Queries 101: Five Elements of a Good Query Letter
Blogger: Michelle Ule, filling in for Janet Kobobel Grant and Wendy Lawton, who are in New York City for meetings and to attend Book Expo America.
We receive a lot of queries here at Books & Such; we’ve read more than 35,000 in the last 10 years. Today I’m going to write about what makes a query letter stand out, and tomorrow I’ll tell you why perfectly good queries get rejected.
A query is noticed when you:
1. Read our guidelines and only query us if your project meets our parameters.
We state clearly on our website’s submissions page what we’re looking for:
- Adult fiction and nonfiction
- Teen and young adult fiction and nonfiction
- Twenty-to-thirtysomething fiction and nonfiction
- Middle-grade fiction and nonfiction
These categories are pretty broad, but you’ll notice they don’t include screenplays, poetry or children’s books. If you’ve written something of that nature, our agency is not going to be able to help you with your project.
2. Check your facts, spell-check your query and make sure you know to whom you’re sending the project.
Our submissions guidelines ask you to send queries to email@example.com. You’re welcome to address your query to a specific agent, but the submission needs to go to the one central e-mail address. From there queries are funneled to the agents. When you send your query to representation, you automatically get a response saying we’ve received your query. If you send it elsewhere, it may get overlooked, you won’t receive the confirmation we received your query, and you won’t be informed about how we handle queries at our agency.
In addition, you want to make sure you correctly spell the name of the person whom you want to read your work. Some agents specify not only what they seek but what they don’t represent. You can save a lot of time and trouble for both you and the agent if you pay attention to what she wants.
Be sure to spell-check your query. We don’t “take off points” for misspelled words, but you only get one chance to make a first impression, so make it a good one.
By the way, query is spelled QUERY.
3. Are professional–this is a business proposal.
If you were writing a letter to the President of the United States, you would be polite and more formal than informal. We don’t really care if you use our first names, but if in doubt, you should opt for an honorific and last name. For women, use MS; for men, use MR. You can’t go wrong that way. (Or, if in doubt, use that person’s full name.)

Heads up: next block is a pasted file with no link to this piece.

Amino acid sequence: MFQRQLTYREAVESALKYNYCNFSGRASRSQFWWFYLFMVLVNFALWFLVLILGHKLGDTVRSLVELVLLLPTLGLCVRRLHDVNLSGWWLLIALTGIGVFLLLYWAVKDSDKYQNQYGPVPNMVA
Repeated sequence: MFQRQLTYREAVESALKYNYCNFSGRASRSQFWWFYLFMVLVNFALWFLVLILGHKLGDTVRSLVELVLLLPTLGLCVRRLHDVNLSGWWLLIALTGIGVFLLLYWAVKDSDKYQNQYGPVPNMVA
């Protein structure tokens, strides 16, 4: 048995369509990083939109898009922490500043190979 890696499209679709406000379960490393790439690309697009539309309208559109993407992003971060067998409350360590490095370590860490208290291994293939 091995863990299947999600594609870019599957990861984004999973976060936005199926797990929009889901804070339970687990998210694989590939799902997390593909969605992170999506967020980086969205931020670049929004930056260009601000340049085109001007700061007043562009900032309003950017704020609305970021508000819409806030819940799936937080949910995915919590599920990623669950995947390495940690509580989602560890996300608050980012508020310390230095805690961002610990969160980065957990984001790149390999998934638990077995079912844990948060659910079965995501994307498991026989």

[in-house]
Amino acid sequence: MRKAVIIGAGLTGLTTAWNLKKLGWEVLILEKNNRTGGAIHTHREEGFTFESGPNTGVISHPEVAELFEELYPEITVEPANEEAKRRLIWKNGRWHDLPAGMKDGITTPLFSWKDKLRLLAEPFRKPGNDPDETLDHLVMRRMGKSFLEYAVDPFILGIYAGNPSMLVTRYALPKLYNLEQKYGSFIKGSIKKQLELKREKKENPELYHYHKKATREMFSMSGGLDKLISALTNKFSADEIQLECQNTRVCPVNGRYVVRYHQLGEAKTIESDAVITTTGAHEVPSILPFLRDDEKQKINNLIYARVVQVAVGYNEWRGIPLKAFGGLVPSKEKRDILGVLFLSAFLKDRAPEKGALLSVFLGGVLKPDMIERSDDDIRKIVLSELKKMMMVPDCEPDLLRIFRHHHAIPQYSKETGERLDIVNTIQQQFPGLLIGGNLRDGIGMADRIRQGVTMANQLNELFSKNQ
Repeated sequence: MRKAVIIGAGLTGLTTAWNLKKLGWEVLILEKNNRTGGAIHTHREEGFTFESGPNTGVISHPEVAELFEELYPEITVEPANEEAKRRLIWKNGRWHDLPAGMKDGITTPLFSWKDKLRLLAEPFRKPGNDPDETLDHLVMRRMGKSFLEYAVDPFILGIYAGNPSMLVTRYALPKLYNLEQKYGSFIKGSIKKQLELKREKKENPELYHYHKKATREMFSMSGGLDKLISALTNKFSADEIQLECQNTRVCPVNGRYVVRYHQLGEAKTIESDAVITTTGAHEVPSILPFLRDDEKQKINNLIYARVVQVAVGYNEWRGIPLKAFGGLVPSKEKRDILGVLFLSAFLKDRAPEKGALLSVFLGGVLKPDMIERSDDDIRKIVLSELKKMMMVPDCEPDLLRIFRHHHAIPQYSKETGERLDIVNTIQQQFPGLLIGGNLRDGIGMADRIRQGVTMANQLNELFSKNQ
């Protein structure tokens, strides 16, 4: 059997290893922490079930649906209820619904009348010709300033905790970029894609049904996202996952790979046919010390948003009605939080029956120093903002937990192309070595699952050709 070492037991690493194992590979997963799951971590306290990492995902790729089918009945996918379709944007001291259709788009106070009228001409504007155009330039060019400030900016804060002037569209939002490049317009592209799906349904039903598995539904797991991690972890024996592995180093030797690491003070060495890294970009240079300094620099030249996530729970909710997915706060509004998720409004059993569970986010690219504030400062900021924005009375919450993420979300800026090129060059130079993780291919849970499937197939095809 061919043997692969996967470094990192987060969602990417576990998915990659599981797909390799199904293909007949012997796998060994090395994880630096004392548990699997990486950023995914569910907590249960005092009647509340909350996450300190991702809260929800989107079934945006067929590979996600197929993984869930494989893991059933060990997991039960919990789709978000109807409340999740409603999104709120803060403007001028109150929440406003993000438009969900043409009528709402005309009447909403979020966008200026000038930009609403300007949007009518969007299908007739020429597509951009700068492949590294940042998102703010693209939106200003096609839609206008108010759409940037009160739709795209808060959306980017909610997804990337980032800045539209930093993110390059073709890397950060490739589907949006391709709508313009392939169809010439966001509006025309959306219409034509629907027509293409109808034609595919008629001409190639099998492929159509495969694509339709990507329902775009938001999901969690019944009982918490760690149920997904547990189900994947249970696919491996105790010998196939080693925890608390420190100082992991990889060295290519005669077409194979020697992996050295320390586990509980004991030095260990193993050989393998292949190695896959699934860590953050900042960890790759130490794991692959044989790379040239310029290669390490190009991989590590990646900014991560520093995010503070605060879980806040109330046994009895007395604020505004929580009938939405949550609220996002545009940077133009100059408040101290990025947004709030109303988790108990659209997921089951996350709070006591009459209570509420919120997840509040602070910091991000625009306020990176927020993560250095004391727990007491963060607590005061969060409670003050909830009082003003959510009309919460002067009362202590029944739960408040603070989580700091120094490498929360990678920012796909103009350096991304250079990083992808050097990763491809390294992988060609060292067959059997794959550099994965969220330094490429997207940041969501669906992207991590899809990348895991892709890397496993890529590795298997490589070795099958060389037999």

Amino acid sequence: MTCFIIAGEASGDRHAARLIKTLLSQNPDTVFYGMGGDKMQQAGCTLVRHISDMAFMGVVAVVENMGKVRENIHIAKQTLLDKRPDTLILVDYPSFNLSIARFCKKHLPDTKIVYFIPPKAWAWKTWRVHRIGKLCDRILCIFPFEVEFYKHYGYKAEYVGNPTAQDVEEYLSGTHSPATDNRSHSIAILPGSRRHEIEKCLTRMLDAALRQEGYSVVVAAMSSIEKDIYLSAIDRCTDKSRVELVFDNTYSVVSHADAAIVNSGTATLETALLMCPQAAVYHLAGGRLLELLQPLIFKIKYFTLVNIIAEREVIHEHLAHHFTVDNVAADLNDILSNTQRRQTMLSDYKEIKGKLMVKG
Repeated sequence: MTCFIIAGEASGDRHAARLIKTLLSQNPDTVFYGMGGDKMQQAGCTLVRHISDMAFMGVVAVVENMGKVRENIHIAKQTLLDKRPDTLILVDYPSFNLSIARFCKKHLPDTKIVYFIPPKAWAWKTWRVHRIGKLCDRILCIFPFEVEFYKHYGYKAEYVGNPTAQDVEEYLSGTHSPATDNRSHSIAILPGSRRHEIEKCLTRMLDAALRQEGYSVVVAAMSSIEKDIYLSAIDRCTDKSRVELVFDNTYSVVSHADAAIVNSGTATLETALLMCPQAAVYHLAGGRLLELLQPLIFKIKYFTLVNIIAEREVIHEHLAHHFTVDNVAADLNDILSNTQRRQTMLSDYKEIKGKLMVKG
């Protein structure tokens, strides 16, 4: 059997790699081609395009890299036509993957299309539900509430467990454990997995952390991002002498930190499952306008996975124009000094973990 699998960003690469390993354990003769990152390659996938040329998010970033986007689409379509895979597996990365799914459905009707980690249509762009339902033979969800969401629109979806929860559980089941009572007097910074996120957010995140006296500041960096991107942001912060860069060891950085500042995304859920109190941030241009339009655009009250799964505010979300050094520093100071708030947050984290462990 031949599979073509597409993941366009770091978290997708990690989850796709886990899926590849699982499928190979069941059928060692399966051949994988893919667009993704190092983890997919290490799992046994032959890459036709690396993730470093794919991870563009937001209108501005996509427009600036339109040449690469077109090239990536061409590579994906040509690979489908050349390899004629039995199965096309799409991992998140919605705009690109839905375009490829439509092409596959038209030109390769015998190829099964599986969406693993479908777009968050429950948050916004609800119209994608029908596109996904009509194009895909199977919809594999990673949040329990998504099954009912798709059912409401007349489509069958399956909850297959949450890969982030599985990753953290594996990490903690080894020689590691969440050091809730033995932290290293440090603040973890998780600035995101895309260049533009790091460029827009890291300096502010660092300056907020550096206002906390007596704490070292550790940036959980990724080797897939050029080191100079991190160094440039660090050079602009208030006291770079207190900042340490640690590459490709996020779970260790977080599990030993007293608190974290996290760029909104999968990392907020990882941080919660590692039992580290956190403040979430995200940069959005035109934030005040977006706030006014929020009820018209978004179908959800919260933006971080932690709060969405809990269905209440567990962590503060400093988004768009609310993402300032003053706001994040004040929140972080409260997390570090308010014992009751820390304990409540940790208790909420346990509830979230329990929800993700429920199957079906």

Recognize what you’re doing with a query–you’re asking a professional to evaluate your writing and to consider going into business with you. Do you really want to be jocular? How impressed are you when people use vulgar language? Should you make wild promises you can’t keep? If this agent is as good as you’re hoping, she will be able to recognize writing skill.
4. Recognize the query letter is an audition–be succinct and to the point–with beautiful writing.
Here’s the heart of it all–if you write a query letter than captures our imagination, displays terrific writing, demonstrates you understand the market and meets all our stated guidelines, your chances of receiving a request to send your proposal go way up. We wouldn’t be in this business if we didn’t love words and books. Sometimes we’ll even request a project we aren’t sure we can represent because we love the writing or the idea so much. You never know what will make us say yes in spite of ourselves.
5. Demonstrate you understand the market and have put in time mastering your craft.
I hate to say this, but people who finish their first manuscript and dash off a query seldom get asked to send a proposal. It takes time to learn your writing craft. Make sure your project is unique and articulate how and why. Tell us why you decided to write your idea and show us you’ve examined the market to make sure there’s a need.
Agents and publishing houses want to work with savvy writers. We’re reasonable people, and we want to introduce fascinating ideas, great writing and a profitable project to the world.
Did you send out your first query before you or your project was ready? What questions do you have about content to include or to remove?